Content marketing has redefined the relationship that many businesses have with their customers and prospects. We now recognise that it’s not enough to publish brochures and data sheets with an internal focus – they simply won’t make you stand out from the competition. Instead, content marketing focuses on providing value to your audience and demonstrating your own credibility, which serves to build confidence in your brand and provides reassurance about your ability to deliver.
But this shift in focus is not a silver bullet for building the sales pipleline. We often hear companies saying “I’ve had 500 downloads of my latest content piece, but I still don’t have any solid leads.” That’s because content marketing alone cannot do the whole job.
The reality is that content marketing almost takes you back one step in the audience engagement journey. Good content serves to get your brand noticed early in the buying cycle, when prospects are researching solutions and finding out more about what they need. They might not yet know exactly what they want or what it will do for them. That’s where your content can help to educate them – and at the same time position your brand as a trusted supplier.
Good content marketing is selfless – it puts the reader first. If your content piece generates 500 leads, that’s a job well done! But the effort can’t stop there. Now that you’ve overcome the first hurdle and got your brand name out there, you need to continue to demonstrate your value. The messaging you use in your follow-up communications must support the overall proposition that you incorporated in the first campaign touch point.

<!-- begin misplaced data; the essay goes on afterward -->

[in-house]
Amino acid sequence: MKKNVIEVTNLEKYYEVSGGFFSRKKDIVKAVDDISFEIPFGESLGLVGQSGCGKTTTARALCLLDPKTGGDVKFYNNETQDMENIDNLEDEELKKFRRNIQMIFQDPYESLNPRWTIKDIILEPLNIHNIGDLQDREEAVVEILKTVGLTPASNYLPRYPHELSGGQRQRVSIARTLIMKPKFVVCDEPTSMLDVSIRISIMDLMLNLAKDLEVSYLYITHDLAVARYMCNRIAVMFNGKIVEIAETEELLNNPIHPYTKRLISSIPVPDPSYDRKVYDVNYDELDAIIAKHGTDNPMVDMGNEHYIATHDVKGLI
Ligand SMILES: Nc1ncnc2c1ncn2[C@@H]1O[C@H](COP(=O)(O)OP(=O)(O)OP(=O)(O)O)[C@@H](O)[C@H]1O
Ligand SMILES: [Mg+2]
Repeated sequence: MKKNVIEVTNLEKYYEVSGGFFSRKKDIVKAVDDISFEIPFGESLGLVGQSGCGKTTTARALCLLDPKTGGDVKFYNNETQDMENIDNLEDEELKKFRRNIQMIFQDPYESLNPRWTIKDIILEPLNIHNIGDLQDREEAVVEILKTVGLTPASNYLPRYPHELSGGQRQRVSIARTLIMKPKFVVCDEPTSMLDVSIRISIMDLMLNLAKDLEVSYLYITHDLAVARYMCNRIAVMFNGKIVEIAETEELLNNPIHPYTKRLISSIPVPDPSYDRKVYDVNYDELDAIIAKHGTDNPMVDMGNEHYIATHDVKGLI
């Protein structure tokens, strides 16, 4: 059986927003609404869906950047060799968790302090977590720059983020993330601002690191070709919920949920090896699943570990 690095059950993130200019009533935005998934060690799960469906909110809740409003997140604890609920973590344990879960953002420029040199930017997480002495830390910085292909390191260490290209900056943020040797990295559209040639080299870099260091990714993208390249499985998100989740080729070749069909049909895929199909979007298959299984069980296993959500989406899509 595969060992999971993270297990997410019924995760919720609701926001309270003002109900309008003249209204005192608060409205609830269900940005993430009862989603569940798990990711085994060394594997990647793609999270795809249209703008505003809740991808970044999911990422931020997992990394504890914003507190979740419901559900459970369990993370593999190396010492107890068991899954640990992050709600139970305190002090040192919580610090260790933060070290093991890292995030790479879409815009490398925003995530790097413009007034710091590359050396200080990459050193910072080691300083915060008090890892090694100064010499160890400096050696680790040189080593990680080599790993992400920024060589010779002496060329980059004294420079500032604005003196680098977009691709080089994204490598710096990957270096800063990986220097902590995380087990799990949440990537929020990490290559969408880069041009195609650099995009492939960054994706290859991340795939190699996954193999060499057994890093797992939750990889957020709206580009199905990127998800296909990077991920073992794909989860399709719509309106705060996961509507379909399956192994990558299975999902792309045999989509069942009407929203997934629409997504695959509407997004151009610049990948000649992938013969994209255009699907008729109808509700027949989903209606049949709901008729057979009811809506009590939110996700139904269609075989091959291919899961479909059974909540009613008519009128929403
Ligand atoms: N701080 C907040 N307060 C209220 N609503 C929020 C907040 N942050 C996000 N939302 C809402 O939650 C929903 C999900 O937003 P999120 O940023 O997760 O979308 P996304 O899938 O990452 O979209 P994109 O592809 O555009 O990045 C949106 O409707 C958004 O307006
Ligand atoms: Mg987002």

Make sure that your message is focused and addresses real customer pain points. It may sound simple, but can be overlooked. Relevancy will make you more searchable and more appealing to those prospects who are experiencing that particular challenge. The messaging should be consistent in all follow up collateral and communications – from ebooks, videos and guides to case studies, solution sheets and even datasheets. The same messaging also has to feed into the sales teams pitches when they speak to prospects directly. Everything must be joined up.
We came across this useful report a while ago which shows the huge range of content types you can include in your campaigns during the customer journey. We are big advocates of using more than one content vehicle to get your message out there – that way your prospects have a choice in how they engage. And as long as you know your message is consistent at all stages of the buying cycle, you can rest assured that your audience won’t be disappointed when they do speak to you face to face.
If you need any help in expanding your marketing collateral or refining your core messaging, we’d be happy to help. Get in touch with us to discuss it.